el

Do you like David Lynch’s 1980 film?

In the notorious Whitechapel district in London, John (Joseph) Merrick appeared briefly in the Jack the Ripper story which starred Johnny Depp inΒ From Hell (2001).Β 

How did Merrick inherit the name The Elephant Man? In Victorian days, “maternal impression” was a belief that the mother’s emotional/psychological perceptions transferred to the child. Supposedly, an elephant startled Merrick’s mother at a circus while she carried him. By the age of five, his skin and bone abnormalities presented themselves. The weight of his malformed head caused Merrick’s death. It’s a sad story.

David Bowie’s performance has stayed with me over the decades later. While Mark Hamill and Bradley Cooper have played The Elephant Man on stage, and I don’t know how well they did, I find it hard to imagine them outdoing Bowie’s performance. He understood the duplicity of appearance and reality. The facade of the freak show marvel vs. the private, gentle man who dreamed and possessed ideas like the rest of us.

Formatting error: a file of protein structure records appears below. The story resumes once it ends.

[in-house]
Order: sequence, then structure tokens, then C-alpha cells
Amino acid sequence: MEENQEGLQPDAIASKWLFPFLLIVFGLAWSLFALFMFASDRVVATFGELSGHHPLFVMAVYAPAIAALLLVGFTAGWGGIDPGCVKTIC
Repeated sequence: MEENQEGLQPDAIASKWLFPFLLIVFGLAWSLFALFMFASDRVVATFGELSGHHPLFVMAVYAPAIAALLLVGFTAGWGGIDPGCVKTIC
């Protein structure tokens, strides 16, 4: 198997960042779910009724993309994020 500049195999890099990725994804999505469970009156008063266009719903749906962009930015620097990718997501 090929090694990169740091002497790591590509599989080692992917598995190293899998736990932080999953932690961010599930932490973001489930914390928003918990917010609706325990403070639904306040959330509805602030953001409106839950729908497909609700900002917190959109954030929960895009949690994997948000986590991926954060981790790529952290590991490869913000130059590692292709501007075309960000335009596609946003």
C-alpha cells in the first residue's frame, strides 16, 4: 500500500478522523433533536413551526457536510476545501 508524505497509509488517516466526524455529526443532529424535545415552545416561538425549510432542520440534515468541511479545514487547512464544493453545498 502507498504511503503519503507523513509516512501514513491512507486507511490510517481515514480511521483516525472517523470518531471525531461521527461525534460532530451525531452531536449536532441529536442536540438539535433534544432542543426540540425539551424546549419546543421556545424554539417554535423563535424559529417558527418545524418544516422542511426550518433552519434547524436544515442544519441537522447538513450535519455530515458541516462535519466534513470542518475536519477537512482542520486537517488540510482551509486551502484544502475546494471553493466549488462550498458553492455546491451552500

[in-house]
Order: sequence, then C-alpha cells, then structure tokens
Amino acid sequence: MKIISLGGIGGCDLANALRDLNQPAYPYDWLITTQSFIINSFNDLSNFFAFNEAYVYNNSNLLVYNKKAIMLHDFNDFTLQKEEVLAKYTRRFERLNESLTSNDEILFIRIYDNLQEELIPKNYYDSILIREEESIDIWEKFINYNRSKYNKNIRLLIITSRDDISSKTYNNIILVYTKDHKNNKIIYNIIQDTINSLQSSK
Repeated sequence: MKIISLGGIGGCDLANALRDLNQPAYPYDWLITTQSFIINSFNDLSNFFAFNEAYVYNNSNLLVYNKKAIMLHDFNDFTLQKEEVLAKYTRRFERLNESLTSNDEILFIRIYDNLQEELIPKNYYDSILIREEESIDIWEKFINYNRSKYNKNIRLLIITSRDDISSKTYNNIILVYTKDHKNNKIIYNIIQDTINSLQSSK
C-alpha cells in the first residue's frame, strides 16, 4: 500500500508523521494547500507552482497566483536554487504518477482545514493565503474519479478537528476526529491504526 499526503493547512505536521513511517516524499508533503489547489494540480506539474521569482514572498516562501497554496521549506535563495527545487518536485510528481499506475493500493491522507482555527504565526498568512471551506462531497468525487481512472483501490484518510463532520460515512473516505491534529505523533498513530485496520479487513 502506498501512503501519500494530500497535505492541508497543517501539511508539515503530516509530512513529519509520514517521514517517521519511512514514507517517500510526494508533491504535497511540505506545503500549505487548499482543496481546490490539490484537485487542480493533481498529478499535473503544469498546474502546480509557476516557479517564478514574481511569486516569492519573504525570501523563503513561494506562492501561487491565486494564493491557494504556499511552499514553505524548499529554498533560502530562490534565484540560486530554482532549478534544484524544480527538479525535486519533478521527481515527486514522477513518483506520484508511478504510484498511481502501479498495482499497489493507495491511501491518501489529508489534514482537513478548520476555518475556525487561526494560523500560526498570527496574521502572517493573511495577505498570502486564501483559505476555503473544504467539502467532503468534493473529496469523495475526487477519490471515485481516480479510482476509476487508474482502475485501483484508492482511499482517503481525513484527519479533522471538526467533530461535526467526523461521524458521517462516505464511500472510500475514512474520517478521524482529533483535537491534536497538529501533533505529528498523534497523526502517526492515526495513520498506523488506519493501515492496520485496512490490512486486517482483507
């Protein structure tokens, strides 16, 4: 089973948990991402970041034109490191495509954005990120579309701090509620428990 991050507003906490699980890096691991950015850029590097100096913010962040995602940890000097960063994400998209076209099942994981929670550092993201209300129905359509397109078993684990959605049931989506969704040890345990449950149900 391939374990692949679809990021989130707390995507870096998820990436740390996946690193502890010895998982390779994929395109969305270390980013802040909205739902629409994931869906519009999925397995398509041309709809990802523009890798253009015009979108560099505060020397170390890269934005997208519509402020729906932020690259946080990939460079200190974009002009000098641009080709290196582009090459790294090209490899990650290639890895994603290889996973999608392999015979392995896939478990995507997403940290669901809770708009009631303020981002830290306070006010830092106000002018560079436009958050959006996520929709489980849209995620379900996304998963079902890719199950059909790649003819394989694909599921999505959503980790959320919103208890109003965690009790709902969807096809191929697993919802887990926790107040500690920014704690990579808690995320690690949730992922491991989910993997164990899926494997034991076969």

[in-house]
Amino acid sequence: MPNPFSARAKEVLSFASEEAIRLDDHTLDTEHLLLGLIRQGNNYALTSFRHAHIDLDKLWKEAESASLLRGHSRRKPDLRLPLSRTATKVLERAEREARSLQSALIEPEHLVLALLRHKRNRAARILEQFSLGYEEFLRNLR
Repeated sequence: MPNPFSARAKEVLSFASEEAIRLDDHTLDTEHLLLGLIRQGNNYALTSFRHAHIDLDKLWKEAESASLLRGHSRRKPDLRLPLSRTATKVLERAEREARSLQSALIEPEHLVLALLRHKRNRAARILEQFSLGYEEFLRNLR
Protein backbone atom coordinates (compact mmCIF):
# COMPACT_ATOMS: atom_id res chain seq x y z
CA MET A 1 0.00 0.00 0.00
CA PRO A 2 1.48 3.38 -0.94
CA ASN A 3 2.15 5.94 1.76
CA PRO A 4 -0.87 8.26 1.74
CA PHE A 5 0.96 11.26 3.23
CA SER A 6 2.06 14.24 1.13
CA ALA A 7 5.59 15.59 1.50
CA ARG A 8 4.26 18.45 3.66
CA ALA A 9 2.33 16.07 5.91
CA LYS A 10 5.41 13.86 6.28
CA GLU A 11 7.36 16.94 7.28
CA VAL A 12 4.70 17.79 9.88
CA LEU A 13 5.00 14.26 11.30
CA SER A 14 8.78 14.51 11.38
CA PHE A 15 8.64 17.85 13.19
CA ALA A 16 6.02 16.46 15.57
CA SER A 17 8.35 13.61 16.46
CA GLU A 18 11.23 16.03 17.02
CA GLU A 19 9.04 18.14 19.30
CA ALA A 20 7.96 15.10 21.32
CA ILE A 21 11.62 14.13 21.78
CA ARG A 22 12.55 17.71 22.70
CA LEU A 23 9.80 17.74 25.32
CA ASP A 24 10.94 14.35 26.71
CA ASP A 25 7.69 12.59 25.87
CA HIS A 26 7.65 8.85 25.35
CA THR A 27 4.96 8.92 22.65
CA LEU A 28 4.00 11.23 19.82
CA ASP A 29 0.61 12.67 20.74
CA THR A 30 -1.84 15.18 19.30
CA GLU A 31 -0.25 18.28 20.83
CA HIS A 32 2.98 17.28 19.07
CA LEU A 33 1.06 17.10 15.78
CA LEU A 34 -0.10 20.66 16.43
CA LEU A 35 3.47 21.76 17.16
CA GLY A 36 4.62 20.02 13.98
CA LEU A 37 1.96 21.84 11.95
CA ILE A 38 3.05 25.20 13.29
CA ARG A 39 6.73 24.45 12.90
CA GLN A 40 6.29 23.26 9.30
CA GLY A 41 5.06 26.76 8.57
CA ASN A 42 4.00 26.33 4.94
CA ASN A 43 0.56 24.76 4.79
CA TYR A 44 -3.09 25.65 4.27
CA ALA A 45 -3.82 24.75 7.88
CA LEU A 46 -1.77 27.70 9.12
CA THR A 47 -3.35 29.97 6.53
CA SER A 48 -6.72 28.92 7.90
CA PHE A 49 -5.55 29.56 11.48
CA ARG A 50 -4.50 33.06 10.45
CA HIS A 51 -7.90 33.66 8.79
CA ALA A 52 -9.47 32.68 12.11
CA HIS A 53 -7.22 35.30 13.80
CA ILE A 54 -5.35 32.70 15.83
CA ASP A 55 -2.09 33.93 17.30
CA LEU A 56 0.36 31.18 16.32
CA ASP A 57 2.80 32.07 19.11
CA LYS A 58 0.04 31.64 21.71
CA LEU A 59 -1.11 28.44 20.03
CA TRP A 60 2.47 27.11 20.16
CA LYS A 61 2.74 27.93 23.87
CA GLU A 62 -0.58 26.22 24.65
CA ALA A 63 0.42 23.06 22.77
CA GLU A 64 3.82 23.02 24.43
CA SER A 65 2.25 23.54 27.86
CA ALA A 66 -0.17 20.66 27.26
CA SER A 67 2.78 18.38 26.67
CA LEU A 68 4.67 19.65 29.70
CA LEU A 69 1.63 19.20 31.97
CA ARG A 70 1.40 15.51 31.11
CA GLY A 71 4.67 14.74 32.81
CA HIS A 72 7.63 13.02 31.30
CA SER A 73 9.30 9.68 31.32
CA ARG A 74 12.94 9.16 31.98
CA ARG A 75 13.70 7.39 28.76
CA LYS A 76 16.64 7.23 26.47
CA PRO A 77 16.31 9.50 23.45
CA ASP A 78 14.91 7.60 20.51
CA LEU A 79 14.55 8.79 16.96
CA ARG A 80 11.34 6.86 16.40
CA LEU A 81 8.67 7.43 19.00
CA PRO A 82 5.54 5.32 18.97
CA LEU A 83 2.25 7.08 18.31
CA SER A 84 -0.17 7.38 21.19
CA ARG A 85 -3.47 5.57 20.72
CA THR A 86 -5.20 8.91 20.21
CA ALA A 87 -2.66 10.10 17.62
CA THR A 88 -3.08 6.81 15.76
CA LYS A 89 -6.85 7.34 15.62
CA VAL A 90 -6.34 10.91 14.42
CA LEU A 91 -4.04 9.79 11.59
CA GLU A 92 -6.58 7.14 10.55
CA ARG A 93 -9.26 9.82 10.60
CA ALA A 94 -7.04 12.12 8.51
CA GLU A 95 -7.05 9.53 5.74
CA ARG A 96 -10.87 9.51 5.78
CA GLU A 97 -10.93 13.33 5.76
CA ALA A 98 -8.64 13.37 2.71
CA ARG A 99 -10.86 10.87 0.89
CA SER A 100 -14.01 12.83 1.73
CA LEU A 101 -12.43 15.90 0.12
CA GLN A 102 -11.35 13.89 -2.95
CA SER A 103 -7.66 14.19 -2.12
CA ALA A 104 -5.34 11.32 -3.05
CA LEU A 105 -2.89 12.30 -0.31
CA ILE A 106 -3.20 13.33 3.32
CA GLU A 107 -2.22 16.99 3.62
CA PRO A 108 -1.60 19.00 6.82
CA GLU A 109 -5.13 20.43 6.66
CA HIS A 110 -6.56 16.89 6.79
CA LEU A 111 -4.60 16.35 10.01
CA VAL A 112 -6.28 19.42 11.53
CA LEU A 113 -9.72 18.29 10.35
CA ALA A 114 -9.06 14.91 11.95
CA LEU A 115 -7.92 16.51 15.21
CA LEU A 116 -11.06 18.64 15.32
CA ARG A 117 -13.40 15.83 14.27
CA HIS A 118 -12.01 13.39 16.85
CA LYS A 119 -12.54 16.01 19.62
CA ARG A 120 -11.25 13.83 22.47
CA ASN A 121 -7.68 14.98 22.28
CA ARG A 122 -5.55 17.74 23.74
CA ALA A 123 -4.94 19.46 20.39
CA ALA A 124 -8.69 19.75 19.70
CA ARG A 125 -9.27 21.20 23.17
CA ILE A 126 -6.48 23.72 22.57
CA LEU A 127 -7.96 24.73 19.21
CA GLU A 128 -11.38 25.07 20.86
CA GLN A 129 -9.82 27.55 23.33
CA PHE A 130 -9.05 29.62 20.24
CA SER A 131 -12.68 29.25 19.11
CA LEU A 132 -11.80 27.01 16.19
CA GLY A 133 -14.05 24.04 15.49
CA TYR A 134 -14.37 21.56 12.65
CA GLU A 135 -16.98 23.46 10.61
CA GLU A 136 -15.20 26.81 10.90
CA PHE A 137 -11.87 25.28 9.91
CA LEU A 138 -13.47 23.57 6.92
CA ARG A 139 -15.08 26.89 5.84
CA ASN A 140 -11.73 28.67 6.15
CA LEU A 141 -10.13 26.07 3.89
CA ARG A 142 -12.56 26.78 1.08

35 thoughts on “David Bowie and The Elephant Man

Add yours

  1. I was enthralled by the film, especially with the performance by John Hurt. I thought some scenes were almost unbearable, like his delight when visiting the theatre. The book it is based on is very good as well.
    Best wishes, Pete.

  2. What a treat – I’d have loved to have seen him up close like that, and in such an interesting role. Quite fitting for a pop star whose whole career revolved around transformation, too.